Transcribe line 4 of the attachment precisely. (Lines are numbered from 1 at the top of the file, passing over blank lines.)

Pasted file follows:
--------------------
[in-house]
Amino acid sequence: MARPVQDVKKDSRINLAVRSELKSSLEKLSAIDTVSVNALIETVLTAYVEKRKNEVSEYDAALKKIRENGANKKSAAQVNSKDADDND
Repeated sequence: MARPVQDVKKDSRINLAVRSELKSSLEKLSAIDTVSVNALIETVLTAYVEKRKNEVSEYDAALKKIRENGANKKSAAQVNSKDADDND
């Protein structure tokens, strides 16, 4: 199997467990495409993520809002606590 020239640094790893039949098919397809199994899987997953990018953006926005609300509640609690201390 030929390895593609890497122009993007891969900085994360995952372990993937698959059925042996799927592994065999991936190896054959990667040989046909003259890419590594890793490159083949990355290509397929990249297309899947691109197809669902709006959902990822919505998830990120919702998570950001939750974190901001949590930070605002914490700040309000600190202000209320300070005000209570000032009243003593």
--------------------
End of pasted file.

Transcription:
């Protein structure tokens, strides 16, 4: 199997467990495409993520809002606590 020239640094790893039949098919397809199994899987997953990018953006926005609300509640609690201390 030929390895593609890497122009993007891969900085994360995952372990993937698959059925042996799927592994065999991936190896054959990667040989046909003259890419590594890793490159083949990355290509397929990249297309899947691109197809669902709006959902990822919505998830990120919702998570950001939750974190901001949590930070605002914490700040309000600190202000209320300070005000209570000032009243003593």